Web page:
Preservation

National Road news: Wheeling Suspension Bridge closed for at least a year

Suspension bridge

The Wheeling Suspension Bridge closed to vehicular traffic on September 20. It will be closed for at least a year, say officials with the West Virginia Department of Transportation.

Too many vehicles heavier than the posted 2-ton weight limit have been crossing the bridge, according to Secretary of Transportation Byrd White. “People just ignore” the posted weight-limit signs, he said.

Suspension bridge

The bridge was closed for several weeks over the summer after a bus crossed it and then got stuck under a barrier entering Wheeling. The bridge was inspected, and some damage was found to the structure.

The bridge was repaired and new barriers were installed to block large vehicles, but vehicles over the weight limit kept crossing the bridge.

Suspension bridge

The Department of Transportation hopes to rehabilitate the bridge during its closure. They will reevaluate whether to allow vehicular traffic again at that time.

The bridge remains open to walkers and bicyclists.

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Road Trips

A tour of Wheeling, West Virginia, on the National Road

It made good sense to stop in Wheeling overnight as we made our way home on the National Road. It’s just shy of 300 miles from Baltimore to Wheeling, and a bit more than 300 miles from Wheeling to Indianapolis, and that’s about as close to smack-dab-in-the-middle as it gets.

It also made excellent sense to contact Ryan Stanton, of The Bell Rang blog, since he often writes about Wheeling history and architecture (and frequently comments here). [Since I wrote this post, his blog went dark, so no link.] I’ve had great fun meeting bloggers with interests similar to mine when I’m on the road. He was not only glad to meet up, but offered a tour of Wheeling’s sights.

Ryan brought his dad along as we toured downtown and the famous suspension bridge over the Ohio River. I’ll write about the suspension bridge in my next post. There’s enough in downtown Wheeling to crowd it out of this post!

One of Ryan’s favorite subjects is Henry Schmulbach, a brewer key to Wheeling’s growth in the late 19th and early 20th centuries. He built this 13-story building, which was completed in 1907, to be his headquarters. It remains Wheeling’s tallest building. It’s so tall that I couldn’t get back far enough for my camera’s lens to capture the whole building. I took several photos and merged them in Photoshop.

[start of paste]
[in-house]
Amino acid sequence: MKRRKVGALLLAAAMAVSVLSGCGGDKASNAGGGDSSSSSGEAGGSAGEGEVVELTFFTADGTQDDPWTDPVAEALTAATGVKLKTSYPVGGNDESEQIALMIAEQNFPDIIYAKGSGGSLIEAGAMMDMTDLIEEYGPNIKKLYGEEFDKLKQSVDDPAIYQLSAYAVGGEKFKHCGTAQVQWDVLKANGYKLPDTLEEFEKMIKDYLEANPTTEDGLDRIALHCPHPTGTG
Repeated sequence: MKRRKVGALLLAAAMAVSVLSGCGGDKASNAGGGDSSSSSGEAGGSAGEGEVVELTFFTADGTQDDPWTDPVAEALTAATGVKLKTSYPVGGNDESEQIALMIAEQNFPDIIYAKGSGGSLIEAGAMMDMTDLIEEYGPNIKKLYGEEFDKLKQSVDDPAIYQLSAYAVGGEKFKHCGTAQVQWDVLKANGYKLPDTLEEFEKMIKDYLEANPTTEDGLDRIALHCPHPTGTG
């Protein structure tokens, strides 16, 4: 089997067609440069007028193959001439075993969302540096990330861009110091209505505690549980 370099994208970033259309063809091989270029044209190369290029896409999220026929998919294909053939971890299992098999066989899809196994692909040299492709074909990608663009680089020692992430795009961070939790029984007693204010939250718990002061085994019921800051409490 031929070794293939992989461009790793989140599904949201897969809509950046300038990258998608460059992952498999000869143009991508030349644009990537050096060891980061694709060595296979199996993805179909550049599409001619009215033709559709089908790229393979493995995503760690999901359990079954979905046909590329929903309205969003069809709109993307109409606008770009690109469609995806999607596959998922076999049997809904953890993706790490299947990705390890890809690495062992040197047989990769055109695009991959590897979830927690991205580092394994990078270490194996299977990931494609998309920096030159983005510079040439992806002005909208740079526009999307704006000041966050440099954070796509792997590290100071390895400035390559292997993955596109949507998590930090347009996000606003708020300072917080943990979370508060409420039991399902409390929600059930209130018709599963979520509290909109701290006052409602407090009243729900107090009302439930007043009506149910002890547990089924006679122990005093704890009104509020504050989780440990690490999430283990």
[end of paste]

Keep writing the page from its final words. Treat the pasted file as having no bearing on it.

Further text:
Schmulbach building

Ryan also writes about this building, the National Bank of West Virginia, and its unusual entrance. This is another multi-photo image merged in Photoshop.

National Bank of West Virginia, Wheeling

Sadly, all in Wheeling is not quite as well cared for as these two great buildings. Many of Wheeling’s downtown buildings have fallen into disrepair. This poor building was the worst I saw – it had recently burned.

Downtown

Before I could get too depressed about Wheeling’s state of decay, we came upon this great theater, its neon sign lit in defiance of the morning sun.

Victoria Theater

Wheeling’s best days may currently be behind it, but its downtown has plenty of potential. Here’s hoping that better days are still ahead.

I’ve driven the National Road from its beginning in Baltimore, MD to its end in Vandaila, IL. To read everything I’ve ever written about it, click here.

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Road Trips

Madonnas of the Trail on the National Old Trails Road

In the 1910s, before the US highway system, a coast-to-coast road was formed to link Baltimore (or New York, some maps say) to San Francisco. Named the National Old Trails Road, it made its way across 12 states. Some of it was new construction, but most of it followed existing roads, including the National Road west from Cumberland, Maryland. In 1928 and 1929, the Daughters of the American Revolution placed one Madonna of the Trail statue along the National Old Trails Road in each of its 12 states. The statues commemorate pioneer women who made the difficult journey west. Along the National Road, the easternmost statue is in Pennsylvania, just east of Beallsville.

Madonna of the Trail

Since each statue is the same, you might think that after you’ve seen one Madonna, you’ve seen them all. I had previously seen the one in Vandalia, Illinois, at the National Road’s very end.

Madonna of the Trail

The next morning I would see the one in Wheeling, West Virginia.

Wheeling Madonna of the Trail

But there’s just something compelling about these old ladies. We had planned to see the ones in Springfield, Ohio and Richmond, Indiana as well on this trip, but fate conspired against us, and we were sorely disappointed.

I’ve driven the National Road from its beginning in Baltimore, MD to its end in Vandaila, IL. To read everything I’ve ever written about it, click here.

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